New trends in wearable tech

Following the predictions of Back To The Future II, we’re should only be one year away from riding hoverboards in the sky, comfortable in a pair of self-lacing shoes. While these much-discussed items are yet to surface (despite a consistent string of hoaxes) technology, in particular the wearable kinds, is leaping forward every day.

The concept of wearable technology can be disconcerting for some, as visions appear of government tracked collars and micro-chips, but it should be noted that we’ve all been using wearable technology for years.

The new developments really are just improvements on existing staples. Chances are you’ve worn a pedometer, heart rate monitor, pair of Bluetooth heaphones, a Go-Pro or a regular wristwatch before! Most wearable technology hinges on the transfer, recording and analysis of data for the purposes of added efficiency. So strap in, latch up and slide on – it’s time to check out the latest major trends in wearable tech and how they can improve your work, life and play.

Fitbit Flex

Available: now
Cost: $130
Difficulty of use: easy

What it is

Health and fitness have long been the pioneering forces behind wearable tech. A simple rubber wristband that houses a wireless touch-sensitive tracker, the Fitbit Flex is arguably the most popular activity and sleep tracker on the market.

Burning calories turns from a dark art to an exact science, as the Flex wirelessly tracks steps taken, distance traveled, active minutes and the quality of your sleep to give you an exact picture of your lifestyle, with an accurate assessment of calories burned.

How it works

You charge it up, strap it on and synch it to your phone or computer via the FitBit app using Bluetooth. Once you’re on the road, the unit only requires charging every 3-4 days. Switching modes between active and sleeping is simply case of learning the tap commands and watching the LED light system for response.

Top features

You can set your own goals for steps, active minutes and the like to keep life a challenge and increase ‘the burn’. There is also the option to use a silent alarm that wakes you up by vibrating the wristband, a true godsend for bed partners working different shifts on a weekday. Plus, this bad boy is completely waterproof so you never need to take it off unless it’s time for a recharge.

Google Glass

Available: late 2014
Cost: estimated at $1,500
Difficulty of use: variable

What it is

The most sci-fi of the all the tech we’re examining, the Google Glass is essentially a wearable computer with a focus on an optical head-mounted display (OHMD). Google Glass heralds the dawn of ubiquitous computing, separating the user from the need to work with a PC, phone or tablet device to engage with an online interface.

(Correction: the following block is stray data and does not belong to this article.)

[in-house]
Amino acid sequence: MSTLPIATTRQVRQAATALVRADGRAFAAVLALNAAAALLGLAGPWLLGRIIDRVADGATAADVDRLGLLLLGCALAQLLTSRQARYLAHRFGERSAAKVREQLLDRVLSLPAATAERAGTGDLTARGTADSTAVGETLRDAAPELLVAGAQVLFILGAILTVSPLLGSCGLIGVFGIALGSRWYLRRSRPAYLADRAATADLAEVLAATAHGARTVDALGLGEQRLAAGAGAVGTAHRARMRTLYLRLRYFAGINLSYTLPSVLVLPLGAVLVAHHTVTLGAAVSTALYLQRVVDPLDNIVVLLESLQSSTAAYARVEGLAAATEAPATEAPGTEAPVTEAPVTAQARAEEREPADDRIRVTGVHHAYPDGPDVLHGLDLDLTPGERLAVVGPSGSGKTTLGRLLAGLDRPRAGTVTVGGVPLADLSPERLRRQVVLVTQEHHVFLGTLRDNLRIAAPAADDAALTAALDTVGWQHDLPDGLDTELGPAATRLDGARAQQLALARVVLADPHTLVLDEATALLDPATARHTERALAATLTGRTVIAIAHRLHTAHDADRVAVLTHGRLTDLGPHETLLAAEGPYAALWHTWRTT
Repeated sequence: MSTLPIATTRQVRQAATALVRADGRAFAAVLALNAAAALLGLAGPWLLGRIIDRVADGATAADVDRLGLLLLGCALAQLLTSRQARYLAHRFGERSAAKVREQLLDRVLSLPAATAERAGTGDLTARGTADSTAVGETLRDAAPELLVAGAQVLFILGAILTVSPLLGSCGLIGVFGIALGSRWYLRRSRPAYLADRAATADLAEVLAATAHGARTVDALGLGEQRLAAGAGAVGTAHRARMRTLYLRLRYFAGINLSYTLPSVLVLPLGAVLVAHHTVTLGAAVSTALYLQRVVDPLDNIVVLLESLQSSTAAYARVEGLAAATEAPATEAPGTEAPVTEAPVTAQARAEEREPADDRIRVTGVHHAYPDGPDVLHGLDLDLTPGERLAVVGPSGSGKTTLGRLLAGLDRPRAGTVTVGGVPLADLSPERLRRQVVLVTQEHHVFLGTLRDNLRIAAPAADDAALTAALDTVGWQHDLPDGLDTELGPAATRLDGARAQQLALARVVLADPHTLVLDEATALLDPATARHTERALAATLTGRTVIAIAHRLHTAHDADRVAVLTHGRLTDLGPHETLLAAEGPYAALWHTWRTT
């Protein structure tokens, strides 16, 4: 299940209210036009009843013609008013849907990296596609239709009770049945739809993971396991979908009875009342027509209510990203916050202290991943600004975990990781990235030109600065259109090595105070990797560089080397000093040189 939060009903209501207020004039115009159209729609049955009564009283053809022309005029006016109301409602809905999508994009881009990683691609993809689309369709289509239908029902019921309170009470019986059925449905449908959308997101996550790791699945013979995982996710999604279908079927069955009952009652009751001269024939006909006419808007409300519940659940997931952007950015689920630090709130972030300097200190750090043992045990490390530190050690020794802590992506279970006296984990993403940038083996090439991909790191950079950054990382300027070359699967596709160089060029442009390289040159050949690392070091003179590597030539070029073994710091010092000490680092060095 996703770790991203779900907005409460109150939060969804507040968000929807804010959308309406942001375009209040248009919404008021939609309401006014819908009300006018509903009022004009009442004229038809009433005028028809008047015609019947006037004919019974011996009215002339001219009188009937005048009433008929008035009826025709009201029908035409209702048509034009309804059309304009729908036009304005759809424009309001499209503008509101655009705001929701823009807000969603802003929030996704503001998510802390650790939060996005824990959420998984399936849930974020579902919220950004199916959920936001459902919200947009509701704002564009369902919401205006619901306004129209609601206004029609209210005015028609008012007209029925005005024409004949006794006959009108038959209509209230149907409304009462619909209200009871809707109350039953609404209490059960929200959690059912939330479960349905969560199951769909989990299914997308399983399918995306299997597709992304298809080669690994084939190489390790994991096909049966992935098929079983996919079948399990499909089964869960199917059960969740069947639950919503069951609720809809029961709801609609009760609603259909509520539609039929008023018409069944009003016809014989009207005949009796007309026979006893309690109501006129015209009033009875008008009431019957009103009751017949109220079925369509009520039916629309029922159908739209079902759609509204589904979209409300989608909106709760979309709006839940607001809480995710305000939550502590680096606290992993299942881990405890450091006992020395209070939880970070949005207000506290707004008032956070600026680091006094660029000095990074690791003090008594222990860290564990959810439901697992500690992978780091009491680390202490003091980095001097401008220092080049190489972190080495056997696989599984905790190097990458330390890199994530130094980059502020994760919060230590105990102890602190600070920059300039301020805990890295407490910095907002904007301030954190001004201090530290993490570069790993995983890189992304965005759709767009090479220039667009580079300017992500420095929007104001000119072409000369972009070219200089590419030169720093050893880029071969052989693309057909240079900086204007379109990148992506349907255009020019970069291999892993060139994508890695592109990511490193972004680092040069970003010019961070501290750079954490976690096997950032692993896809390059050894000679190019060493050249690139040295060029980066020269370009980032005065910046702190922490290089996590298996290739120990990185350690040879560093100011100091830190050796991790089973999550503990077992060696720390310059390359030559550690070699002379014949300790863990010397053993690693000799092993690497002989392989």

How it works

The potential applications and benefits of the Google Glass are endless. Just think about how it could change the life of a surgeon or improve OHS on a worksite. As far as the basic operation goes, it’s a hand-free unit that works much like a smart phone can, communicating via natural language voice commands.

Top features

Just say “take a picture” and it takes a picture. The same goes for sending a message. Get up-to-date directions right in front of your eyes. Live share video from events directly. Look at things and see useful info on the spot. This thing is just too damn cool for words.

Samsung™ Galaxy Gear Smartwatch

Available: now
Cost: $278
Difficulty of use: medium

What it is

The Samsung™ Galaxy Gear is an Android-based smartwatch designed to work with existing Samsung Galaxy smartphones.

How it works

A Bluetooth connection links your Galaxy Gear with your compatible smartphone, giving you the ability to answer and make calls from your wrist, throw down voice commands and receive important notifications. There’s also a 1.9MP camera for photos and videos (up to 15 seconds) that can be stored onboard or immediately moved over to your phone or tablet. You can also record voice memos on the run.

Top features

The Galaxy Gear is really best utilized by individuals who need to stay informed of what’s happening in their inbox and on their phone that don’t want to be constantly digging out their phone in meetings or transit. It’s very much like a wearable personal assistant with access to your phone and calendar. The camera is a neat bonus, as is the pedometer, music and, of course, watch functions.

…and Beyond

What are the most exciting pieces of wearable tech sitting just over the horizon?

That’s easy. The long-discussed iWatch and the unfathomably cool home-theatre-in-your-headphonesGlyph. 

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